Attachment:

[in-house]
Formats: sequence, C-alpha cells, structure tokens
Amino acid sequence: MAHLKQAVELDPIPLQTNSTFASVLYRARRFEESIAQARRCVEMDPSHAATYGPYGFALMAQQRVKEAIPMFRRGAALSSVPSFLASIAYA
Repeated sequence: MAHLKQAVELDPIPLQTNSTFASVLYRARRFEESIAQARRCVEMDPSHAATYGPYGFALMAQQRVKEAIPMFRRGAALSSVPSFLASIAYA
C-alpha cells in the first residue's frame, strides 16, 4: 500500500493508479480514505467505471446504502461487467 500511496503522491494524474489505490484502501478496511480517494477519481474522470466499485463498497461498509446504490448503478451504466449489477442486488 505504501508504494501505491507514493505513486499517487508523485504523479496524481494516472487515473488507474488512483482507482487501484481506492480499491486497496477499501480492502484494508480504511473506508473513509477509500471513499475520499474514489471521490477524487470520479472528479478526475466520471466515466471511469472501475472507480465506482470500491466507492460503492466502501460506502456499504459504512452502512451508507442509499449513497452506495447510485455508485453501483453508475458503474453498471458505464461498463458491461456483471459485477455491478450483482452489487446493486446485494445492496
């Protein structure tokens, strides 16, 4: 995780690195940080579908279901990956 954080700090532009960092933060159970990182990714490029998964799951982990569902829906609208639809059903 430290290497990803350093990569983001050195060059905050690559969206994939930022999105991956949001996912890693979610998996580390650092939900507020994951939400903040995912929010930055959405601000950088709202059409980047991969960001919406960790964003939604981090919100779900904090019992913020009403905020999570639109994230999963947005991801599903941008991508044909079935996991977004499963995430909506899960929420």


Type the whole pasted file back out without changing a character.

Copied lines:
[in-house]
Formats: sequence, C-alpha cells, structure tokens
Amino acid sequence: MAHLKQAVELDPIPLQTNSTFASVLYRARRFEESIAQARRCVEMDPSHAATYGPYGFALMAQQRVKEAIPMFRRGAALSSVPSFLASIAYA
Repeated sequence: MAHLKQAVELDPIPLQTNSTFASVLYRARRFEESIAQARRCVEMDPSHAATYGPYGFALMAQQRVKEAIPMFRRGAALSSVPSFLASIAYA
C-alpha cells in the first residue's frame, strides 16, 4: 500500500493508479480514505467505471446504502461487467 500511496503522491494524474489505490484502501478496511480517494477519481474522470466499485463498497461498509446504490448503478451504466449489477442486488 505504501508504494501505491507514493505513486499517487508523485504523479496524481494516472487515473488507474488512483482507482487501484481506492480499491486497496477499501480492502484494508480504511473506508473513509477509500471513499475520499474514489471521490477524487470520479472528479478526475466520471466515466471511469472501475472507480465506482470500491466507492460503492466502501460506502456499504459504512452502512451508507442509499449513497452506495447510485455508485453501483453508475458503474453498471458505464461498463458491461456483471459485477455491478450483482452489487446493486446485494445492496
């Protein structure tokens, strides 16, 4: 995780690195940080579908279901990956 954080700090532009960092933060159970990182990714490029998964799951982990569902829906609208639809059903 430290290497990803350093990569983001050195060059905050690559969206994939930022999105991956949001996912890693979610998996580390650092939900507020994951939400903040995912929010930055959405601000950088709202059409980047991969960001919406960790964003939604981090919100779900904090019992913020009403905020999570639109994230999963947005991801599903941008991508044909079935996991977004499963995430909506899960929420």